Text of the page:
The scariest wasp on the planet is called the “Tarantula Hawk”– a name that sounds more like a super-villain than an insect that naturally occurs in nature. It would also be a pretty good name for a drone, or maybe a high school basketball team. For that “hawk” would need to be plural, of course.
The nasty little bug gets its name from its food of choice, tarantulas. That’s right, this thing actually goes around hunting those terrifying, hairy spiders.
The sting from a Tarantula Hawk is so painful that the recommended treatment is to lie down and scream. Thankfully, the creature doesn’t come in contact with humans too often, though they are common in the southern United States. They generally only sting when provoked, and the pain, while crippling, subsides rather quickly.
You can distinguish the male from the female tarantula hawk by their antenna. Usually, males have a straight antenna while female tarantula hawk has a curved antenna. In their abdomen area, males have seven articulating exoskeleton segments, and female wasps only have 6. As for their lifespan, a male can live up to 2 months, whereas a female can live longer than the male. The good news is that usually female wasps only reproduce a single egg.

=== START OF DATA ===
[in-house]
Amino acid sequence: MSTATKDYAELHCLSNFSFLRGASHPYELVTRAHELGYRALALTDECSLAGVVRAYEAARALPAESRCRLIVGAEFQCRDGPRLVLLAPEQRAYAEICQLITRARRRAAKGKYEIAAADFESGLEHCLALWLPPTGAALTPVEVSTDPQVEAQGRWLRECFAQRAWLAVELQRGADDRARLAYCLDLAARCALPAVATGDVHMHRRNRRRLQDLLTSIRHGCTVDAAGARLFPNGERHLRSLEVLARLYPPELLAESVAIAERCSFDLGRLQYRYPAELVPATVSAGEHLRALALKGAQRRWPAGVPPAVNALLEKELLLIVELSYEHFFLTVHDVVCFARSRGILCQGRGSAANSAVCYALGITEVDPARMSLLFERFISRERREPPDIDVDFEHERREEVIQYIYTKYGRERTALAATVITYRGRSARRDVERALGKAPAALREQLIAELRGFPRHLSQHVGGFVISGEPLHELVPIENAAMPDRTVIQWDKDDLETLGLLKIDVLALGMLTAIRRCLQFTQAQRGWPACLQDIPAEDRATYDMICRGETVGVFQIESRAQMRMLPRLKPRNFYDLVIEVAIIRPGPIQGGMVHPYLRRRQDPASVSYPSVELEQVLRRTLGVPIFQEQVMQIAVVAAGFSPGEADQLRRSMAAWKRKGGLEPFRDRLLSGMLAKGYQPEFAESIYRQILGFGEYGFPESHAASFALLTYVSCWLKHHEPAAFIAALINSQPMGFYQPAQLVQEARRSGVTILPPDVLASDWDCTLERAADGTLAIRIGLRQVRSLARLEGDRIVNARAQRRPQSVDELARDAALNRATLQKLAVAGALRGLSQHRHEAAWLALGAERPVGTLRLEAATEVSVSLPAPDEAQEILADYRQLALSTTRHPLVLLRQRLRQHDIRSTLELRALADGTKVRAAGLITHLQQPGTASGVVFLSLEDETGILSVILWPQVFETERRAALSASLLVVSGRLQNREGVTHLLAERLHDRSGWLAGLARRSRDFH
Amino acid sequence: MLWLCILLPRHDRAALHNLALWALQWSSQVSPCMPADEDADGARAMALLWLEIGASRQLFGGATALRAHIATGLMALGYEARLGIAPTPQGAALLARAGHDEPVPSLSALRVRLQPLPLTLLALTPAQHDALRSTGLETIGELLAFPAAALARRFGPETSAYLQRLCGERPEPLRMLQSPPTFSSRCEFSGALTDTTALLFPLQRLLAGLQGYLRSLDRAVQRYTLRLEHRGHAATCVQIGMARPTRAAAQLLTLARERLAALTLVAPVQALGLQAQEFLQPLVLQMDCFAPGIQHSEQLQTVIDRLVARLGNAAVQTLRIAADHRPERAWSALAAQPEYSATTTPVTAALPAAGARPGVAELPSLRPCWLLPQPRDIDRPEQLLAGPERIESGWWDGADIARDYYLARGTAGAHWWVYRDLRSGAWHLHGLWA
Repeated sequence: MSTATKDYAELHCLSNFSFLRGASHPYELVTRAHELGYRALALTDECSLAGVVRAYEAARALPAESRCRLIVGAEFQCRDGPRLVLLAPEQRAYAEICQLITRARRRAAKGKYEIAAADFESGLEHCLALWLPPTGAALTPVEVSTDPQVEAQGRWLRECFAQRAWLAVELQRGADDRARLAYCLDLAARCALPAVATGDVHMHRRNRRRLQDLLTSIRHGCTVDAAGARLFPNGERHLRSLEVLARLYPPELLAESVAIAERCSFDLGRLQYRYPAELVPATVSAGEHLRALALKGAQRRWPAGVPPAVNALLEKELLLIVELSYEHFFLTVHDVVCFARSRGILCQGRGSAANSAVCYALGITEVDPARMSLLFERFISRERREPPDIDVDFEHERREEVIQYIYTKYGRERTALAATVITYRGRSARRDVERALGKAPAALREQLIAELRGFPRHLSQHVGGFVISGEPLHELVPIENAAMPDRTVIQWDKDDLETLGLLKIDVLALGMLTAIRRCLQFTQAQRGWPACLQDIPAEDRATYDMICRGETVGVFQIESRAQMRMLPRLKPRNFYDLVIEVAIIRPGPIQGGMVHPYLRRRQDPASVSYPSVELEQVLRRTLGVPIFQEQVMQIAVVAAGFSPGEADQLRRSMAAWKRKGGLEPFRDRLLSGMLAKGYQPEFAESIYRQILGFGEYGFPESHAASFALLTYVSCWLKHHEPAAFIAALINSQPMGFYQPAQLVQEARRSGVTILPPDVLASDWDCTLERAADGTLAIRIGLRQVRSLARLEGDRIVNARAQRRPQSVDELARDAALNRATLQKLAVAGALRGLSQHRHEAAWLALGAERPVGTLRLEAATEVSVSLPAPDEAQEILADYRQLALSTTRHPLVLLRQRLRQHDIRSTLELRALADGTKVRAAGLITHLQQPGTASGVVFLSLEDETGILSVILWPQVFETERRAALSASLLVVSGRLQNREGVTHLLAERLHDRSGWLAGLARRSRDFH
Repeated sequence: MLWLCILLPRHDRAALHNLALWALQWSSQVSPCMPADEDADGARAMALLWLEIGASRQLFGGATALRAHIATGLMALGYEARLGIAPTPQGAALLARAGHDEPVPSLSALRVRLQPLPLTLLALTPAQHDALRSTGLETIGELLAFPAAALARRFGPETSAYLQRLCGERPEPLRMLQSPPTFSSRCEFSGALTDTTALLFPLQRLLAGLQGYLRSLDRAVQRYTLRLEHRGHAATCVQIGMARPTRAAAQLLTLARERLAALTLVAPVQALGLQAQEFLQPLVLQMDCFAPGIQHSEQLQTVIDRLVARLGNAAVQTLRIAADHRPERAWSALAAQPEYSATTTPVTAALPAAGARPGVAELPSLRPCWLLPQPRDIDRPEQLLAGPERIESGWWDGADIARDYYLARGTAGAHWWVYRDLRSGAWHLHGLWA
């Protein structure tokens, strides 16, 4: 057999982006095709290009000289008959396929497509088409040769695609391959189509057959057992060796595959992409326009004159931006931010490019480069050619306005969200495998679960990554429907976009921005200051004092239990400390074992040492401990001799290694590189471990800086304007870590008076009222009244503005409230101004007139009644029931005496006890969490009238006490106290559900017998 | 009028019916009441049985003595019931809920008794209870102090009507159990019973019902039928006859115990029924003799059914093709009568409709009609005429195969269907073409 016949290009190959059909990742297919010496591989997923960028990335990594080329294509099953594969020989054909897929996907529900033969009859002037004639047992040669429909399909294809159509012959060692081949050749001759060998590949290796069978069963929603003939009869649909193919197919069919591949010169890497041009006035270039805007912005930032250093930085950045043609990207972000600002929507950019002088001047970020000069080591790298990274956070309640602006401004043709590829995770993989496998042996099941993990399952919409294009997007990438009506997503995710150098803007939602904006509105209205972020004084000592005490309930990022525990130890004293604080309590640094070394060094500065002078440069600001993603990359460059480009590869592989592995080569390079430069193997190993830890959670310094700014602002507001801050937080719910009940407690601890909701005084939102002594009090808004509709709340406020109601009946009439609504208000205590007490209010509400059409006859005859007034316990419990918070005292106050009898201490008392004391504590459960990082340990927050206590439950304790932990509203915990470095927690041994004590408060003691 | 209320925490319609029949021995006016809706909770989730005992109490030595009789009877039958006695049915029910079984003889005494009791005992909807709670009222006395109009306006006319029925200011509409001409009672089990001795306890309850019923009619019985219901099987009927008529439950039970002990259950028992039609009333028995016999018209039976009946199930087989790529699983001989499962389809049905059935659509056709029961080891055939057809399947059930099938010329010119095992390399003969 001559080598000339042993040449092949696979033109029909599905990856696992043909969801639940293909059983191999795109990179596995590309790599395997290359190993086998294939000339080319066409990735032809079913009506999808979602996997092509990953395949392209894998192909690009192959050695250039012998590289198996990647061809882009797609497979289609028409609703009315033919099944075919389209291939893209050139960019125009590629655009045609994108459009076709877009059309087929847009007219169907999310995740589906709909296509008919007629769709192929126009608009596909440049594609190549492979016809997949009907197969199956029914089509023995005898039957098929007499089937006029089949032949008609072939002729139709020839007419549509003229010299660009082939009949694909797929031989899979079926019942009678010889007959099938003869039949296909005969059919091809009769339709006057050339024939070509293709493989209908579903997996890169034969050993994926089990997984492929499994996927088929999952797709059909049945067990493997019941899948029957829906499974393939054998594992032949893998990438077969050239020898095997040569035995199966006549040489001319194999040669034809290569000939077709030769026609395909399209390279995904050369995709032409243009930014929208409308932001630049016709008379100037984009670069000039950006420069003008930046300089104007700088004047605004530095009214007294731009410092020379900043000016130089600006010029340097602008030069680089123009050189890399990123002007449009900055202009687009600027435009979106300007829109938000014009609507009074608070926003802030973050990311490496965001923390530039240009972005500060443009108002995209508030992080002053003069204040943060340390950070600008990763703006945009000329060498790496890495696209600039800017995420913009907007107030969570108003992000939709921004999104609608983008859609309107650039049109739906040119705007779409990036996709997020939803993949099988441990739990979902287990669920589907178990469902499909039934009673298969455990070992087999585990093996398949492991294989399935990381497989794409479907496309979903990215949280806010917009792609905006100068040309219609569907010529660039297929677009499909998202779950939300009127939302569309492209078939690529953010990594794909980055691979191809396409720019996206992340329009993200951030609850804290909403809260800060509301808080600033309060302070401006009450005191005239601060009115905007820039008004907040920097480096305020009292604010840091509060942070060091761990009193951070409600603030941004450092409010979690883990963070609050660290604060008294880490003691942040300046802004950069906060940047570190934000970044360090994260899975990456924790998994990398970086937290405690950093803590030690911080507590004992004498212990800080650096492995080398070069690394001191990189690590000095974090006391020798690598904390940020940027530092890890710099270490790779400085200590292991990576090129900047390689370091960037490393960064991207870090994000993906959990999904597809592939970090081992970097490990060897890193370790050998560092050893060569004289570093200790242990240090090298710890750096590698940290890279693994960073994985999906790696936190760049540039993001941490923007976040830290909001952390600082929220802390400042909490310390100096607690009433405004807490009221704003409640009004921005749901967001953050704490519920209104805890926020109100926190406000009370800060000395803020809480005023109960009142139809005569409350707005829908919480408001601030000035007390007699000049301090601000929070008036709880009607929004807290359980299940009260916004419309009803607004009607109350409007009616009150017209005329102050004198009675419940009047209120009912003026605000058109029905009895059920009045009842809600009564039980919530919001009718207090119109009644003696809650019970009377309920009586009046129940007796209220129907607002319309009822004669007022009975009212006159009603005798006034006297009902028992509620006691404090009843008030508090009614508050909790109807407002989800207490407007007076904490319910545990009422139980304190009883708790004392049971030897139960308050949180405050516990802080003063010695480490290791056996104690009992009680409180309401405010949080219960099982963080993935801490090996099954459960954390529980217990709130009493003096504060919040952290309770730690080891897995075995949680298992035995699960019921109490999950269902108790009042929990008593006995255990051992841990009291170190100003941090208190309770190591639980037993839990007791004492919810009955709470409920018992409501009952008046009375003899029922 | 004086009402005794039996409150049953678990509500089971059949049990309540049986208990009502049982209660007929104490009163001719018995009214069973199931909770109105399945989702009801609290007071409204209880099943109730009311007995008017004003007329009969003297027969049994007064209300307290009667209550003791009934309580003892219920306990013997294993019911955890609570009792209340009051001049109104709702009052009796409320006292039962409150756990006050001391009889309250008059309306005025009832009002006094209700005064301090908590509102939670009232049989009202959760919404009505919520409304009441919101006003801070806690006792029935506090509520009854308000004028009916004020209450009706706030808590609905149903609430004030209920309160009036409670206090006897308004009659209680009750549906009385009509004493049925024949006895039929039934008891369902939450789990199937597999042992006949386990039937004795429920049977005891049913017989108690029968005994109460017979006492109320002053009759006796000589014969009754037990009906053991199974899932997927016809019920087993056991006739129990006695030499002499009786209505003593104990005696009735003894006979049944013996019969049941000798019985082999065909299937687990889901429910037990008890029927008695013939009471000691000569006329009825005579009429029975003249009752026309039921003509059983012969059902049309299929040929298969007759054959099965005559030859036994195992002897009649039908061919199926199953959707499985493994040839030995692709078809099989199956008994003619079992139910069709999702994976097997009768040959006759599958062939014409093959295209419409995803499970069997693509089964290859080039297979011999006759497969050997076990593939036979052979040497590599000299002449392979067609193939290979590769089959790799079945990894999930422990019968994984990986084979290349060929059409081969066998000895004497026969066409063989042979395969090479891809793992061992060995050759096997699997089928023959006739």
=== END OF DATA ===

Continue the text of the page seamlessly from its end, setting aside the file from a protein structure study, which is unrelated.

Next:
Still, at two-inches-long, the blue-black with orange wings demon is one of the bigger wasps you’ll ever encounter. In 1989, New Mexico named it their state insect. You have to wonder if the folks over at the New Mexico Tourism Department were on board with that.
There’s a good chance that the sting might send the area around the bite into numbness. But, just be thankful that you’re not a tarantula, or you’d end up paralyzed and being eaten alive by was larvae. We should all take a little time on a regular basis to thank someone or something that we are not tarantulas.
Stay safe and unstung, people!